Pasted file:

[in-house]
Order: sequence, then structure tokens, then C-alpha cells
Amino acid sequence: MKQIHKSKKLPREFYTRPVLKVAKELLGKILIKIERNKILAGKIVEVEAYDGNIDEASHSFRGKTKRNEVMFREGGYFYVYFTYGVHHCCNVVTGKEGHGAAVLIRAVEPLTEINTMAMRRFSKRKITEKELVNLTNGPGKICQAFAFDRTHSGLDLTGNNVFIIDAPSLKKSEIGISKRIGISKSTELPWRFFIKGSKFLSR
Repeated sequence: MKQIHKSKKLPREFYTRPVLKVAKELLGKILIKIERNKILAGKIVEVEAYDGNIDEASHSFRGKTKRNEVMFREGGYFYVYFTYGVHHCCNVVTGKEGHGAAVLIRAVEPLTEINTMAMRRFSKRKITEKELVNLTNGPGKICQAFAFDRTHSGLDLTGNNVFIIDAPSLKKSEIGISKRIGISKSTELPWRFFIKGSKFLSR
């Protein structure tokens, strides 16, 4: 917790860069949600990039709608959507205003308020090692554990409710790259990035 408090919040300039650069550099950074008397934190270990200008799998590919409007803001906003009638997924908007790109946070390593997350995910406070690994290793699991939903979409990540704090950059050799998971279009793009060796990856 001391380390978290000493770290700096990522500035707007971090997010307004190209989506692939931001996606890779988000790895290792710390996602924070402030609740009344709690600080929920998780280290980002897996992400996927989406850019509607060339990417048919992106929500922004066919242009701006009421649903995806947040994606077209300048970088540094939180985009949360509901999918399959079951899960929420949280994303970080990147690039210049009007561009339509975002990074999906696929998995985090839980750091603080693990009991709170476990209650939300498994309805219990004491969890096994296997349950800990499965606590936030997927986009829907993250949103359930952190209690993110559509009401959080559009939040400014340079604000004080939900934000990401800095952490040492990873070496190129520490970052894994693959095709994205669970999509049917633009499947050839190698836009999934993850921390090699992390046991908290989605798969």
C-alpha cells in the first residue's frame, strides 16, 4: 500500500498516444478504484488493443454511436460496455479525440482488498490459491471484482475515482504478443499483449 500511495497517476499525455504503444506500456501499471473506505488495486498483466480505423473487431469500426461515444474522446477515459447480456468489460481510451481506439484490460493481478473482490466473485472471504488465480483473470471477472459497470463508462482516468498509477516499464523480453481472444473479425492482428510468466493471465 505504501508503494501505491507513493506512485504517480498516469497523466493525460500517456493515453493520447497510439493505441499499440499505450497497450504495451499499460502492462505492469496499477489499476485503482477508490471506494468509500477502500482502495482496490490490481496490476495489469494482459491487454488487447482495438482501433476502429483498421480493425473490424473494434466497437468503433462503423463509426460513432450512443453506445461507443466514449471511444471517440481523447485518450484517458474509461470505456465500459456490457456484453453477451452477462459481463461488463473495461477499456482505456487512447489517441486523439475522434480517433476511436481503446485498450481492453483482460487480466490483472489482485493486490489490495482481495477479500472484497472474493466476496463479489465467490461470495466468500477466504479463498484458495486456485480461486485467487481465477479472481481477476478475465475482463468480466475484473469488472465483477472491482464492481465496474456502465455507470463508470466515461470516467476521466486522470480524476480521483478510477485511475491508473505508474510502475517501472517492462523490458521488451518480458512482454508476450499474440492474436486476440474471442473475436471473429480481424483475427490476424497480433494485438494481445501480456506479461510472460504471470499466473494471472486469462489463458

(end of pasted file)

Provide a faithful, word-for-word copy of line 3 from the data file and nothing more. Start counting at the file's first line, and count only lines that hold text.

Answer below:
Amino acid sequence: MKQIHKSKKLPREFYTRPVLKVAKELLGKILIKIERNKILAGKIVEVEAYDGNIDEASHSFRGKTKRNEVMFREGGYFYVYFTYGVHHCCNVVTGKEGHGAAVLIRAVEPLTEINTMAMRRFSKRKITEKELVNLTNGPGKICQAFAFDRTHSGLDLTGNNVFIIDAPSLKKSEIGISKRIGISKSTELPWRFFIKGSKFLSR